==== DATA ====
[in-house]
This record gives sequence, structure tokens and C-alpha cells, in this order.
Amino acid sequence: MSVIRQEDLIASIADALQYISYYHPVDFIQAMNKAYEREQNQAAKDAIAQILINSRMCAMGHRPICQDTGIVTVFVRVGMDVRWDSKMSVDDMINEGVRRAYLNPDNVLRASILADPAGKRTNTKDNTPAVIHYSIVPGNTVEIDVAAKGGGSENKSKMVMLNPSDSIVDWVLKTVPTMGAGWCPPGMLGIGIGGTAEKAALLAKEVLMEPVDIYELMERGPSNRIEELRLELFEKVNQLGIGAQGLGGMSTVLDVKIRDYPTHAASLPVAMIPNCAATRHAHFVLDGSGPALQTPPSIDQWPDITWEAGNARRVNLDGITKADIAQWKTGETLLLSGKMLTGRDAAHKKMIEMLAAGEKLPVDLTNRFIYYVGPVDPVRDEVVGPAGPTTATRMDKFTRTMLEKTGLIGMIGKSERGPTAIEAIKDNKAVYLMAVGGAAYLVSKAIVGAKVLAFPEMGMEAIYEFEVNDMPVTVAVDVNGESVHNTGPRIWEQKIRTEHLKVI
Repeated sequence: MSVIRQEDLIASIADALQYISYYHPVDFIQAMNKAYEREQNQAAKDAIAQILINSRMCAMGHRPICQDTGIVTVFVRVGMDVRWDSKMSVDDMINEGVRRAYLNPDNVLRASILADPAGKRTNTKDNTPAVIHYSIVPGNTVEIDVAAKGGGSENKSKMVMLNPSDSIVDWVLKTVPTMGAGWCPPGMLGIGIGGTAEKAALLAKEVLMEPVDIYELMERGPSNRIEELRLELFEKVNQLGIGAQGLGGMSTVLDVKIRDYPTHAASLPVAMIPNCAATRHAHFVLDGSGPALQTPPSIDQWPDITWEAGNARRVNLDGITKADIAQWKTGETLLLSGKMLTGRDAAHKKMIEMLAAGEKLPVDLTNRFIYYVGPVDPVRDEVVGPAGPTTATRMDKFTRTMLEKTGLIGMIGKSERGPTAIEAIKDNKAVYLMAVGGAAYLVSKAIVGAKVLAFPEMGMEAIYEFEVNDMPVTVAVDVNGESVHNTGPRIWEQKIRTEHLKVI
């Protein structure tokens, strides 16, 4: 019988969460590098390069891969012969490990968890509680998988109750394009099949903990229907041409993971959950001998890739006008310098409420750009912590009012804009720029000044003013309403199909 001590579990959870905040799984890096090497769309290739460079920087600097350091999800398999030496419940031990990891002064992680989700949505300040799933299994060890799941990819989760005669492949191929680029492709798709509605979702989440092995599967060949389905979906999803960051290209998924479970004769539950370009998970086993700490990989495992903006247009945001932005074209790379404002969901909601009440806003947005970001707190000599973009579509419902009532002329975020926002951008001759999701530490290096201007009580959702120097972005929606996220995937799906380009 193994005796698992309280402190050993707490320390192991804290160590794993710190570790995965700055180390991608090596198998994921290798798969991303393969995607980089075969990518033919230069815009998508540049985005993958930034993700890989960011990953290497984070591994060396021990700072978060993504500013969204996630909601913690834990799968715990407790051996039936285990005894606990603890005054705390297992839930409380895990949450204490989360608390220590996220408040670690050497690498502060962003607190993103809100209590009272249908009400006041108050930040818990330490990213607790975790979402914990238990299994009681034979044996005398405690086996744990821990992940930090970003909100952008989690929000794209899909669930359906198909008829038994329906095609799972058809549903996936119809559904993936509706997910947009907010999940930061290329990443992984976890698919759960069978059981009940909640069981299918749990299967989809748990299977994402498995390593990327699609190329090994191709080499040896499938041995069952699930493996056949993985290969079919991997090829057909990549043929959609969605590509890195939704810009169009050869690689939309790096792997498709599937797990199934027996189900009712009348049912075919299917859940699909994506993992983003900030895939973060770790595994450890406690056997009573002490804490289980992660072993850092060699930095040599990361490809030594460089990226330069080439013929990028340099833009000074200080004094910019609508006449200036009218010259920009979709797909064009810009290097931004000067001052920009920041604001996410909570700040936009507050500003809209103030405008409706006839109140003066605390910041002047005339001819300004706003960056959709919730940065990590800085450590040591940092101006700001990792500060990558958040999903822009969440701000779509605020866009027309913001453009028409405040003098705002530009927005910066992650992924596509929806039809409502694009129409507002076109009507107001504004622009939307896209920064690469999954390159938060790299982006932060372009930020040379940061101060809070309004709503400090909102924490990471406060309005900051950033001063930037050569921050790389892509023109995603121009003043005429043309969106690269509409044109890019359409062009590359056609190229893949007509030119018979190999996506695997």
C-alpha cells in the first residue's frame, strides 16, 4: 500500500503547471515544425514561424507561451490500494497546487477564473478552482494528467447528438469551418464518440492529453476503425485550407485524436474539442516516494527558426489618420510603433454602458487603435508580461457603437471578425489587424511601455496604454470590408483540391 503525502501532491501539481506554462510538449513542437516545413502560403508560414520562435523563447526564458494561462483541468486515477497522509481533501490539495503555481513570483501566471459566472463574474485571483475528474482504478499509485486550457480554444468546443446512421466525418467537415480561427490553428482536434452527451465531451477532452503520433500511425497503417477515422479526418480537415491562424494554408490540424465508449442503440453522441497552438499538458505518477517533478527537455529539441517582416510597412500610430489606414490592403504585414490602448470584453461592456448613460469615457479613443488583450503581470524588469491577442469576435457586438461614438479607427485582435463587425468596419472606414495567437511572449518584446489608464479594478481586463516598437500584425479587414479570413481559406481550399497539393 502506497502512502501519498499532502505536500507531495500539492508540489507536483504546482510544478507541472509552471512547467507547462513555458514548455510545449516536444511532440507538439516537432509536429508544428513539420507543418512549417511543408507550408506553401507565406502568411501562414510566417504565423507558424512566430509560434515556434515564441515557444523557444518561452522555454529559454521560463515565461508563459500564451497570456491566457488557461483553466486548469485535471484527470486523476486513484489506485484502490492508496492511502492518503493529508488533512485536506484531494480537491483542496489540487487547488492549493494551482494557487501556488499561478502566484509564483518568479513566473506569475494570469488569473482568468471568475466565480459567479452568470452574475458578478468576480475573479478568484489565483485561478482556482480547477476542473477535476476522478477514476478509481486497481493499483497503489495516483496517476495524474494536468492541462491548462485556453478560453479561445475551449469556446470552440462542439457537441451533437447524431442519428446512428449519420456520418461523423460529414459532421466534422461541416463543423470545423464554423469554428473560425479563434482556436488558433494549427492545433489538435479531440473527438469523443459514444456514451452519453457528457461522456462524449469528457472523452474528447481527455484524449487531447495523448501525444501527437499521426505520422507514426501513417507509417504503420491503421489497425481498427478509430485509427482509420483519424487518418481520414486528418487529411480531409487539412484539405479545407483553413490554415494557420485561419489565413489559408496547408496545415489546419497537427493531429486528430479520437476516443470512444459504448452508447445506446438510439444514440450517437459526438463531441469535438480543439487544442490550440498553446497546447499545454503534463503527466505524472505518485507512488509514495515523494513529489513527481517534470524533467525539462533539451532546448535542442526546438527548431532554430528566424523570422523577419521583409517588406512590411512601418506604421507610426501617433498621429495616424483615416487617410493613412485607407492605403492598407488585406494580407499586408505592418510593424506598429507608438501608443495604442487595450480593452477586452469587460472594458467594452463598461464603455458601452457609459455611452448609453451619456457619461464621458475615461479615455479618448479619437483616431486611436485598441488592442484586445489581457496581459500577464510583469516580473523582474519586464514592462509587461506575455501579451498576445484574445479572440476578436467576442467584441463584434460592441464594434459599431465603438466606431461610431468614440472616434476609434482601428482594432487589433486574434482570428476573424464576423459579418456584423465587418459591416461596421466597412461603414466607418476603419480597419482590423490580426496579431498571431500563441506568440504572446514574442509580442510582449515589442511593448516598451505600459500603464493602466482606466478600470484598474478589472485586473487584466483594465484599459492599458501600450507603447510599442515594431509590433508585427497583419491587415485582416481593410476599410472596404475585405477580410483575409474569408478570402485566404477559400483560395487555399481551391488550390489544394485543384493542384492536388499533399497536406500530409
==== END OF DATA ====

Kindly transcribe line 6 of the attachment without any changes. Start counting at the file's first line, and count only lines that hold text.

C-alpha cells in the first residue's frame, strides 16, 4: 500500500503547471515544425514561424507561451490500494497546487477564473478552482494528467447528438469551418464518440492529453476503425485550407485524436474539442516516494527558426489618420510603433454602458487603435508580461457603437471578425489587424511601455496604454470590408483540391 503525502501532491501539481506554462510538449513542437516545413502560403508560414520562435523563447526564458494561462483541468486515477497522509481533501490539495503555481513570483501566471459566472463574474485571483475528474482504478499509485486550457480554444468546443446512421466525418467537415480561427490553428482536434452527451465531451477532452503520433500511425497503417477515422479526418480537415491562424494554408490540424465508449442503440453522441497552438499538458505518477517533478527537455529539441517582416510597412500610430489606414490592403504585414490602448470584453461592456448613460469615457479613443488583450503581470524588469491577442469576435457586438461614438479607427485582435463587425468596419472606414495567437511572449518584446489608464479594478481586463516598437500584425479587414479570413481559406481550399497539393 502506497502512502501519498499532502505536500507531495500539492508540489507536483504546482510544478507541472509552471512547467507547462513555458514548455510545449516536444511532440507538439516537432509536429508544428513539420507543418512549417511543408507550408506553401507565406502568411501562414510566417504565423507558424512566430509560434515556434515564441515557444523557444518561452522555454529559454521560463515565461508563459500564451497570456491566457488557461483553466486548469485535471484527470486523476486513484489506485484502490492508496492511502492518503493529508488533512485536506484531494480537491483542496489540487487547488492549493494551482494557487501556488499561478502566484509564483518568479513566473506569475494570469488569473482568468471568475466565480459567479452568470452574475458578478468576480475573479478568484489565483485561478482556482480547477476542473477535476476522478477514476478509481486497481493499483497503489495516483496517476495524474494536468492541462491548462485556453478560453479561445475551449469556446470552440462542439457537441451533437447524431442519428446512428449519420456520418461523423460529414459532421466534422461541416463543423470545423464554423469554428473560425479563434482556436488558433494549427492545433489538435479531440473527438469523443459514444456514451452519453457528457461522456462524449469528457472523452474528447481527455484524449487531447495523448501525444501527437499521426505520422507514426501513417507509417504503420491503421489497425481498427478509430485509427482509420483519424487518418481520414486528418487529411480531409487539412484539405479545407483553413490554415494557420485561419489565413489559408496547408496545415489546419497537427493531429486528430479520437476516443470512444459504448452508447445506446438510439444514440450517437459526438463531441469535438480543439487544442490550440498553446497546447499545454503534463503527466505524472505518485507512488509514495515523494513529489513527481517534470524533467525539462533539451532546448535542442526546438527548431532554430528566424523570422523577419521583409517588406512590411512601418506604421507610426501617433498621429495616424483615416487617410493613412485607407492605403492598407488585406494580407499586408505592418510593424506598429507608438501608443495604442487595450480593452477586452469587460472594458467594452463598461464603455458601452457609459455611452448609453451619456457619461464621458475615461479615455479618448479619437483616431486611436485598441488592442484586445489581457496581459500577464510583469516580473523582474519586464514592462509587461506575455501579451498576445484574445479572440476578436467576442467584441463584434460592441464594434459599431465603438466606431461610431468614440472616434476609434482601428482594432487589433486574434482570428476573424464576423459579418456584423465587418459591416461596421466597412461603414466607418476603419480597419482590423490580426496579431498571431500563441506568440504572446514574442509580442510582449515589442511593448516598451505600459500603464493602466482606466478600470484598474478589472485586473487584466483594465484599459492599458501600450507603447510599442515594431509590433508585427497583419491587415485582416481593410476599410472596404475585405477580410483575409474569408478570402485566404477559400483560395487555399481551391488550390489544394485543384493542384492536388499533399497536406500530409